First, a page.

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The Fed: Kashkari pushes back on view that Fed is way behind in fight against inflation

Minneapolis Federal Reserve President Neel Kashkari, a leading policy dove on the central bank, pushed back on the views of many hawkish commentators that the central bank is way behind in the battle to control inflation.

On Wednesday, the Fed raised its benchmark interest rate by a half-a-percentage-point to a range of 0.75%-1%. With consumer price inflation running at 8.5%, the highest in 40 years, hawks have been arguing that the Fed has to get its policy interest rate up sharply before it will start to push down inflation.

“People say ‘you’ve only raised interest rates 75 basis points and inflation is a 7% – you’re way out of line’,” Kashkari said, during a discussion at the Carlson College School of Management.

This argument is a “misunderstanding” of how monetary policy works,” he said.

Read Kashkari’s paper: Policy Has Tightened a Lot. Is It Enough?

What hawks miss is that the key interest rate is not the Fed’s benchmark rate that is below 1% but longer-term interest rates.

Since the Fed starting talking tough about inflation this year, mortgage rates have rocketed up above 5% and the 10-year Treasury note

has breached 3%.

In his talk and an accompanying essay put on the Minneapolis Fed’s website, Kashkari said the Fed’s forward guidance has succeeded in pushing longer-term rates, adjusted for inflation, up close to a neutral level.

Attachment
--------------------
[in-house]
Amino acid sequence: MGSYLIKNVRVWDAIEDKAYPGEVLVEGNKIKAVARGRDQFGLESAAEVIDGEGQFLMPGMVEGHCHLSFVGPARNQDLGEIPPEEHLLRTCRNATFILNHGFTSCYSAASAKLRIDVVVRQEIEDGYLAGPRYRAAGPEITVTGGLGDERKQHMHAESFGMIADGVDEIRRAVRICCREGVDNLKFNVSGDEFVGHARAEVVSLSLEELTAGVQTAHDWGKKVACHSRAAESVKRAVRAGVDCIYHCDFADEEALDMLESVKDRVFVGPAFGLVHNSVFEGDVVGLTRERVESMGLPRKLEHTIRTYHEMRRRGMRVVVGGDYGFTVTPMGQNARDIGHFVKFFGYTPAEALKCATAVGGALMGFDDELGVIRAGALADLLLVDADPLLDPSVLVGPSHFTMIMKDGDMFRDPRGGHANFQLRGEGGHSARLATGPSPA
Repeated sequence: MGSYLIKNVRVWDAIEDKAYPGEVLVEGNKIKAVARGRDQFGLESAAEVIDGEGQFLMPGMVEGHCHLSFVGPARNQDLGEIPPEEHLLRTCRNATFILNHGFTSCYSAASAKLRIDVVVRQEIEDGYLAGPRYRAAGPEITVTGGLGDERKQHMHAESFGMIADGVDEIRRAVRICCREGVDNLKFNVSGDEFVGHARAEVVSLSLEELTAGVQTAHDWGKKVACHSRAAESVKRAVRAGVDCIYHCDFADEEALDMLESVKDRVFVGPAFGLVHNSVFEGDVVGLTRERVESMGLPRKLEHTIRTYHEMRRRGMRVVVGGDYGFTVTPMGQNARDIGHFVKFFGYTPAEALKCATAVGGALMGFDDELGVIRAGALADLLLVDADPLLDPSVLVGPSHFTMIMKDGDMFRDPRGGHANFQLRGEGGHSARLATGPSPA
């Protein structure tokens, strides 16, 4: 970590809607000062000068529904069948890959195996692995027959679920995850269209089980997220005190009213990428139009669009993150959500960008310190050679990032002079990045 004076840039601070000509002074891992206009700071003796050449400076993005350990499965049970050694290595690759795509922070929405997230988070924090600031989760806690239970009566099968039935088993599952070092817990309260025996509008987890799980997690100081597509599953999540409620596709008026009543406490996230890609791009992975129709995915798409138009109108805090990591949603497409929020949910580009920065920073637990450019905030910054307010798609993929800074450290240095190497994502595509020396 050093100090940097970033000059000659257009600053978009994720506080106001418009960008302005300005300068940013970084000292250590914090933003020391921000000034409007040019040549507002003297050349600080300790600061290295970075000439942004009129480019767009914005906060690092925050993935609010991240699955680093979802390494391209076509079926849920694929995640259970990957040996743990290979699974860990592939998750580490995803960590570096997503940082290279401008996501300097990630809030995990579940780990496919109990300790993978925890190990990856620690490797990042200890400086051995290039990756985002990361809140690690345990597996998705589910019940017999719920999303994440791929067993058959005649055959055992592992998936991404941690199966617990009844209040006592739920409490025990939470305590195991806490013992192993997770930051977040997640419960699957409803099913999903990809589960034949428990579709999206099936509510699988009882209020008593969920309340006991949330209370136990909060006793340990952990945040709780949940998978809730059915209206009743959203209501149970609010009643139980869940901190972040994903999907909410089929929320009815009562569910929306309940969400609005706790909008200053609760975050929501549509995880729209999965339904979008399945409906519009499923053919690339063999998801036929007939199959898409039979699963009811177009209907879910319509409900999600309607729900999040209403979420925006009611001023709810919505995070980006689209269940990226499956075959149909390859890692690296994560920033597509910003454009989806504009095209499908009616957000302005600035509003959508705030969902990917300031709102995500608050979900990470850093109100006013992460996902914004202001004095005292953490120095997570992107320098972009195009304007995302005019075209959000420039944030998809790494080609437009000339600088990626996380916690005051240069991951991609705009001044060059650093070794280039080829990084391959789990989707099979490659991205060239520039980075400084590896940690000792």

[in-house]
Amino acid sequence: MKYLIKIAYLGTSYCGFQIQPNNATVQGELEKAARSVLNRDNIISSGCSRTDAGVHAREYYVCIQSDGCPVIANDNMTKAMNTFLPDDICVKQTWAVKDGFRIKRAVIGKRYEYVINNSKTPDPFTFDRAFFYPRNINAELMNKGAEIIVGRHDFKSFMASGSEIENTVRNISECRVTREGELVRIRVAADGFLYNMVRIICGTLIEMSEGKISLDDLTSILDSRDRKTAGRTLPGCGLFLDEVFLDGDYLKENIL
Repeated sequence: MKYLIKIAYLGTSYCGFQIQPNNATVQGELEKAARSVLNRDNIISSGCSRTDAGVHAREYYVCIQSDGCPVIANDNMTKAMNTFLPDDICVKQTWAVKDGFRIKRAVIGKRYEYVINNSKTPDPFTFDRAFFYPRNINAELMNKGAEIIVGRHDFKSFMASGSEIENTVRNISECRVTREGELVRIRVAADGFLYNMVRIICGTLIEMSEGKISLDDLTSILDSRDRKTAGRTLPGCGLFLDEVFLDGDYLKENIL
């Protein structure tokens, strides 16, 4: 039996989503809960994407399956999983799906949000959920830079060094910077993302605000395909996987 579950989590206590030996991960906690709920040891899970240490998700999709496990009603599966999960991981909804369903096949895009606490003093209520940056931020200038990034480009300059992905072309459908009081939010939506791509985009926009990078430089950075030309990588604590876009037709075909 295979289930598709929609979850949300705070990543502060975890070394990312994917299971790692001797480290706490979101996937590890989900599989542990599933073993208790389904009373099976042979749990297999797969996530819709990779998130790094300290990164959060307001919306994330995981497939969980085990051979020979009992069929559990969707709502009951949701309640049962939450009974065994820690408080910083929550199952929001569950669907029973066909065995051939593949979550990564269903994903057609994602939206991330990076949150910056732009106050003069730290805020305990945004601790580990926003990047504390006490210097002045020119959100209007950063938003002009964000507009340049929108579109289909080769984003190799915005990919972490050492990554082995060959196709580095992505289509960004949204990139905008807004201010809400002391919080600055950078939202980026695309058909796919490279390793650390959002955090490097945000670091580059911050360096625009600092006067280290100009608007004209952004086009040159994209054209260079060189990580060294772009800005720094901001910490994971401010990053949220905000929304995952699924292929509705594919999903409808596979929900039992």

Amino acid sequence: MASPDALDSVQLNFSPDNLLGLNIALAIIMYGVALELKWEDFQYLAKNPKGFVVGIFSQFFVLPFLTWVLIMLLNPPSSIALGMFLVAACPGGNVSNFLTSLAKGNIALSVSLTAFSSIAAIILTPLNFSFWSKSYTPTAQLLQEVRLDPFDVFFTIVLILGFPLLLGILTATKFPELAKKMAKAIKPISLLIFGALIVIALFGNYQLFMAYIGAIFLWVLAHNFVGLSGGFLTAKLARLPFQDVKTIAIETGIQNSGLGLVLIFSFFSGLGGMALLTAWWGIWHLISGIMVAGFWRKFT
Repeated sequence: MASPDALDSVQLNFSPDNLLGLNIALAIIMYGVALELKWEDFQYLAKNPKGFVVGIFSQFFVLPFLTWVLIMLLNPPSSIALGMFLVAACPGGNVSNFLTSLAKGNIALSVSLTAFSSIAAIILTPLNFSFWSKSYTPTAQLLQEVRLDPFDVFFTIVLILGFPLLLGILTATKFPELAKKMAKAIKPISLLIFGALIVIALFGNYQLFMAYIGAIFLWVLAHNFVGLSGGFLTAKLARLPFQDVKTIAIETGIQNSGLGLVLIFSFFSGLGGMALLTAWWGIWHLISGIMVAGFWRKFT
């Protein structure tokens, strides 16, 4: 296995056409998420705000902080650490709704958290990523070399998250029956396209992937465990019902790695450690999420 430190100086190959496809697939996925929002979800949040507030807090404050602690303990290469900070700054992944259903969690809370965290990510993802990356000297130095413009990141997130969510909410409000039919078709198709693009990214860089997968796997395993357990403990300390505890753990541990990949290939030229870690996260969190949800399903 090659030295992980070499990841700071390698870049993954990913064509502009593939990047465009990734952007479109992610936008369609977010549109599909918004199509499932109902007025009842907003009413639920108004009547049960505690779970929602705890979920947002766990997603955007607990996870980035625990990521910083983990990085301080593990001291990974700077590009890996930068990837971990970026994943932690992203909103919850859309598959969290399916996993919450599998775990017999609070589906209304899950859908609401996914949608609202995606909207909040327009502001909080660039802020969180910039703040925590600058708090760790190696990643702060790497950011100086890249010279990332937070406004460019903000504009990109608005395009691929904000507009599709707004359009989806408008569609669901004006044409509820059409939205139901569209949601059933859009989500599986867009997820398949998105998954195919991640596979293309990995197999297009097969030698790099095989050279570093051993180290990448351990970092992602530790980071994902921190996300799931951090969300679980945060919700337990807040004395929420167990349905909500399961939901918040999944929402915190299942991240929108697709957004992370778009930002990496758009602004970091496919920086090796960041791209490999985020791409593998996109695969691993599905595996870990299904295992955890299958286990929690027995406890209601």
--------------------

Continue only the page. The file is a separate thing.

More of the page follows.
He said the key going forward was for the Fed to follow though on Fed Chairman Jerome Powell’s pledge of more rate hikes until the benchmark rate is in the neighborhood of 2%-3%.

But Kashkari said he was open to the need to do more.

“Have we moved them [long-term rates] enough? I don’t know,” the Minneapolis Fed president said.

A lot depends on what happens with supply issues, he added.

“If we don’t get any help in terms of supply chains normalizing, then we’re going to have to do more with monetary policy,” Kashkari said.

“We can’t boost supply with monetary policy – but we can bring down demand,” he added.

So, in order to bring inflation back in check, the Fed will have to bring demand down if supply chains don’t improve, he noted.

“I’m confident we have the commitment to do what we need to do to bring inflation down. I just hope we can some help from the supply side,” he said.

During the question-and-answer session, an alumnus of Carlson, who works in supply management, said leaders in his industry fear that firms have ordered too much supply just to make sure they get what they need to build their products. One day soon, all of the inventory that has been ordered is going to arrive at the same time and there will be a sudden excess of inventory and a drop in prices, possibly leading to a recession.

Asked for his perspective, Kashkari replied: “That makes sense. We’re in uncharted territory and how these things sort themselves out is not going to be seamless.”

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